Some of you may know that I’ve been working on The Ruport Book, a free-content book about Ruby Reports. Mike Milner and I have really learned through trial by fire some of the pros and cons of DIY technical publishing in the last few months. I’d like to share some of my thoughts here in a mini-ramble in hopes of stirring up conversation and ideas.
The idea of open source books is certainly appealing. This is especially true when you’re talking about books that cover open source software. Unlike certain technologies that have reached some stable, rock solid point, most open source projects are in flux, and the same is true for their documentation. I’ve seen a couple examples I can think of as success stories, or at least as projects that really stand out as interesting from the reader’s perspective.
One especially well done book is Karl Fogel’s Producing Open Source Software, which is actually produced by O’Reilly under the Creative Commons Attribution-Sharealike License, with copyright retained by the author.
The other is The Django Book, published by Apress under the GNU FDL.
Of course, for two big publishers, both of which are quite friendly to open source and more progressive publishing models, this kind of work is still quite noticeably the exception and not the rule. I think the reason for this might be a pragmatic one: The resources that mainstream publishers are geared to provide are tuned for high-volume general audiences, and not even a majority of worthwhile open source projects fit in this category.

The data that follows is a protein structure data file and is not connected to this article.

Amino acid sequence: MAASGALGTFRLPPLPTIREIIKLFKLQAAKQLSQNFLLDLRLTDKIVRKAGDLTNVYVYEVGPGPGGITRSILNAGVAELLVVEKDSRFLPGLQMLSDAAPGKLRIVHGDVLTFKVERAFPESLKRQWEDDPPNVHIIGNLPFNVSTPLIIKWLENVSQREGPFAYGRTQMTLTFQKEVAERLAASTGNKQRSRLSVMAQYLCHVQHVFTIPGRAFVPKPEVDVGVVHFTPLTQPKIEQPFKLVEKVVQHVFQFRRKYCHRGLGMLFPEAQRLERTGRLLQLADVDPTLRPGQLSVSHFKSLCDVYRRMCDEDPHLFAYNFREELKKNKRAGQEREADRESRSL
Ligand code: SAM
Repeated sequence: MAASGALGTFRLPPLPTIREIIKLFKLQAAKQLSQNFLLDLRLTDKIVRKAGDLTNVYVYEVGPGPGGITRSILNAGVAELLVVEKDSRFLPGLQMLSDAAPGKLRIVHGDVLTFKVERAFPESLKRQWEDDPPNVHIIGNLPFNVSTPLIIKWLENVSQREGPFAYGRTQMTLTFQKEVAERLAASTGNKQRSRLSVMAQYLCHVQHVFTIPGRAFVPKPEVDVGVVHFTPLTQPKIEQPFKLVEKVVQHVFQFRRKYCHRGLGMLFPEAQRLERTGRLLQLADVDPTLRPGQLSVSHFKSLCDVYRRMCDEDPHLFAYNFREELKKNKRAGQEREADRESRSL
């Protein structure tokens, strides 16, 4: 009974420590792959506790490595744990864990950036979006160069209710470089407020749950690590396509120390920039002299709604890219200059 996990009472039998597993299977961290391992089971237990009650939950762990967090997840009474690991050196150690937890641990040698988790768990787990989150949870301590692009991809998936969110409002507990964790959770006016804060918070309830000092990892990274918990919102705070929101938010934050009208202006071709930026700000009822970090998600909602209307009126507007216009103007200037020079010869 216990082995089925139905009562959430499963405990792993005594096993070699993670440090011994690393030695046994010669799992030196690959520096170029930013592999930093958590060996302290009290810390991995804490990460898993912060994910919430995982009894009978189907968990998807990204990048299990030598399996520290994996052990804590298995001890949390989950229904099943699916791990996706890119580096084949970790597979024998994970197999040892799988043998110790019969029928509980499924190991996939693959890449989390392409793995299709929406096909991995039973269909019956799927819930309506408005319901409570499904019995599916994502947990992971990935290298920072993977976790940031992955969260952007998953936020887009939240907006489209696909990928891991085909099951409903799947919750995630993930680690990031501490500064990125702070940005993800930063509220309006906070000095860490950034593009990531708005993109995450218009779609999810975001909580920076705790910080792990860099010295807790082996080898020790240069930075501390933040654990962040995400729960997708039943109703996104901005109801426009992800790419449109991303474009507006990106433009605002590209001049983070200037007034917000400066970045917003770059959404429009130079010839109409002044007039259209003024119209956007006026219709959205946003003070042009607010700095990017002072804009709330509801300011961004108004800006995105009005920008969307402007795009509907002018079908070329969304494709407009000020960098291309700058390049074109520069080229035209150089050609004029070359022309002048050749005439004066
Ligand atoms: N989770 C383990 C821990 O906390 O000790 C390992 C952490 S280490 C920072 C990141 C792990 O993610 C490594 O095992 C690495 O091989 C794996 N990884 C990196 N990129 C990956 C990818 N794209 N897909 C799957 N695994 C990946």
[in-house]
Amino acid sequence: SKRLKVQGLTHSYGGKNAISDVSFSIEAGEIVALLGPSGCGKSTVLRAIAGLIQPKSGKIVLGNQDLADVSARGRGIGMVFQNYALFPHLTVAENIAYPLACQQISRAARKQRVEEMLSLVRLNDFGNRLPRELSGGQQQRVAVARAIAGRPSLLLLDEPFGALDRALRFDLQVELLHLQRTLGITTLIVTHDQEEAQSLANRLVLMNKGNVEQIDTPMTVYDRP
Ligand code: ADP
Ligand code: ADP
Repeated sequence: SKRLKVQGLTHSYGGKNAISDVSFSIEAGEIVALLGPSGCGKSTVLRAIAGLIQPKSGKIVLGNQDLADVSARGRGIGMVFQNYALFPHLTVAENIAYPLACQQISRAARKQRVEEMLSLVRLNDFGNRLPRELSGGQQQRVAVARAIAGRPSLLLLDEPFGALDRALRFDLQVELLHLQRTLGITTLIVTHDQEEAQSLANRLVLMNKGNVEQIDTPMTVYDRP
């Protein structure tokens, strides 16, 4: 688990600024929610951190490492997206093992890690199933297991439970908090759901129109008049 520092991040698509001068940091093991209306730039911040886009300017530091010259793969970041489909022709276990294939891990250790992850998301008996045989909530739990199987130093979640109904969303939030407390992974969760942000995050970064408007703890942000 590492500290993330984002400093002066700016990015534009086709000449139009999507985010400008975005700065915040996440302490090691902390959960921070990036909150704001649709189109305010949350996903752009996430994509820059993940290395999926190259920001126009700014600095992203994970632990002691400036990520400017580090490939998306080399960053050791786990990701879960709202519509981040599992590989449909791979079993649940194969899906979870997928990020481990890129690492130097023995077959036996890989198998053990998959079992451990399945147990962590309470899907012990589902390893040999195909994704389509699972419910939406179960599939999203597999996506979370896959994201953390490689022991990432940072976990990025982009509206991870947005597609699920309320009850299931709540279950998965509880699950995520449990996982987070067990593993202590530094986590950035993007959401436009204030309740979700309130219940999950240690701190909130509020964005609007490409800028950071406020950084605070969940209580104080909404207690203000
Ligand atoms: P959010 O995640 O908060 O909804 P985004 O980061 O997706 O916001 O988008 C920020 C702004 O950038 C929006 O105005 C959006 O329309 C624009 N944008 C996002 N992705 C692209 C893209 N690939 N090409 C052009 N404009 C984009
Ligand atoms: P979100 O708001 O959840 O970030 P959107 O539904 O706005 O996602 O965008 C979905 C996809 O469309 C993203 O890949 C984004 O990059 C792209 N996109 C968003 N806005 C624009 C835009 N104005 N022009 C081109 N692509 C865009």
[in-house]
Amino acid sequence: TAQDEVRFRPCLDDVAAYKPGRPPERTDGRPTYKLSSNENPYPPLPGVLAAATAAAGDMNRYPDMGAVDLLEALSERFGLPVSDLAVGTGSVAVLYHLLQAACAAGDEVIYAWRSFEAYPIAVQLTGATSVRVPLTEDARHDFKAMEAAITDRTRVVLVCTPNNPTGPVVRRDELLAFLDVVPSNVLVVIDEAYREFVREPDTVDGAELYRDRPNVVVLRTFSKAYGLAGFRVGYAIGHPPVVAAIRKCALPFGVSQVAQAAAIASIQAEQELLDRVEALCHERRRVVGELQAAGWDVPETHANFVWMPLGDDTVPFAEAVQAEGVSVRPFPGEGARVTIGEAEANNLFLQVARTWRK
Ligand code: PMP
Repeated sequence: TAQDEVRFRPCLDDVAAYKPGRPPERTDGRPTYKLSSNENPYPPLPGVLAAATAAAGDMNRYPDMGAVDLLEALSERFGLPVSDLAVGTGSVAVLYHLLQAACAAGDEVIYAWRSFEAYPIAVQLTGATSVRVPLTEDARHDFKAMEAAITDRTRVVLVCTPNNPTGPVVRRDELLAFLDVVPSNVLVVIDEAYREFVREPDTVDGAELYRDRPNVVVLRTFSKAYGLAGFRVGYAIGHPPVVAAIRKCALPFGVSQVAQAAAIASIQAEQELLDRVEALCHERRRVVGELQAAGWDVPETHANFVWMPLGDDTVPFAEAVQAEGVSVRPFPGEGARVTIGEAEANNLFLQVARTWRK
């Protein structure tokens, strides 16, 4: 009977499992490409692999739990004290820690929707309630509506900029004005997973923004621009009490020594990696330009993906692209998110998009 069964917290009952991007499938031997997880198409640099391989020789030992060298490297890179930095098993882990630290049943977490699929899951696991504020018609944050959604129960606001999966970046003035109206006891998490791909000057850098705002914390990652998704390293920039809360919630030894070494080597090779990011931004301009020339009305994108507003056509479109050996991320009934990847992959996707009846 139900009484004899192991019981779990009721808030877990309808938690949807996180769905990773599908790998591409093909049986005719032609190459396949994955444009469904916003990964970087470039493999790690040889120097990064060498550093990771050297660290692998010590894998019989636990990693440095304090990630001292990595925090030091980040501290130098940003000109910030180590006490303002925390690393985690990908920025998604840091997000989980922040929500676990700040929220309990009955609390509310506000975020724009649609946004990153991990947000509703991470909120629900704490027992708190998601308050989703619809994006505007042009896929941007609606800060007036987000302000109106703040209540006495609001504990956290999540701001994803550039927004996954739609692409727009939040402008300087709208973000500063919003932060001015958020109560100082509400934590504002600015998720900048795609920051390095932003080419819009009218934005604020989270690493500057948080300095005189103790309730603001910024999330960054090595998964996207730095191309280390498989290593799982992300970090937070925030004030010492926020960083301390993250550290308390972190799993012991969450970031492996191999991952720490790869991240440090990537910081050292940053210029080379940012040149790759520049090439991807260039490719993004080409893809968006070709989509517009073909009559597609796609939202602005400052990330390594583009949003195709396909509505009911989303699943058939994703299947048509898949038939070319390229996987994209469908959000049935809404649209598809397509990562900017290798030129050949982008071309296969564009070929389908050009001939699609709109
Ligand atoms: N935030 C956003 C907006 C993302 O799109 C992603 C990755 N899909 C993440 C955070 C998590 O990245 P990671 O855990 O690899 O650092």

Still, it’s really exciting to see things in the Ruby community such as PeepCode Press which offers a really fair deal to authors, along with a generally hip feel that seems to jive great for a number of niche Rails topics. Nevertheless, an E-Book , no matter how well done, can’t quite address the same needs that a dead-tree copy of a book can. I mean… you can’t very well impress people with a large collection of PDFs, unless you’re a pirate, but a wall of books looks nice pretty much anywhere. Of course, there are also more practical reasons to have printed books, even for short works, but who needs those?
So we’ve got things like Lulu. Word on the street is that they don’t quite have the same feel of a mainstream publisher’s final product, and to be honest, anyone who says that is basically trying to tell you that a hang glider doesn’t quite have the same transportation merits as a 747. Though I haven’t heard this comment from O’Reilly, some other publishers use this to discourage authors from self publication, and my feelings on this attitude can be summed up in one word. Lame.
But you know what? We felt a little shaky at first deciding to go this approach with the Ruport Book because of that common criticism. Amazingly, _why rescued us without ever knowing it. Nobody Knows Shoes is awesome. If _why’s doing it… it must be cool.
Anyway, enough ranting and link-blogging, and a little more plotting and thinking and prodding.
Here are the things I absolutely love about the fact we decided to self publish the Ruport book:
- We own the book, and have the right to share it as we please with whoever we’d like, as well as allow direct community contributions to the content
- We can publish an extremely up to date book. Ruport 1.4 isn’t even out yet, and the Ruport Book covers it. Our first pre-orders will ship within a week of its release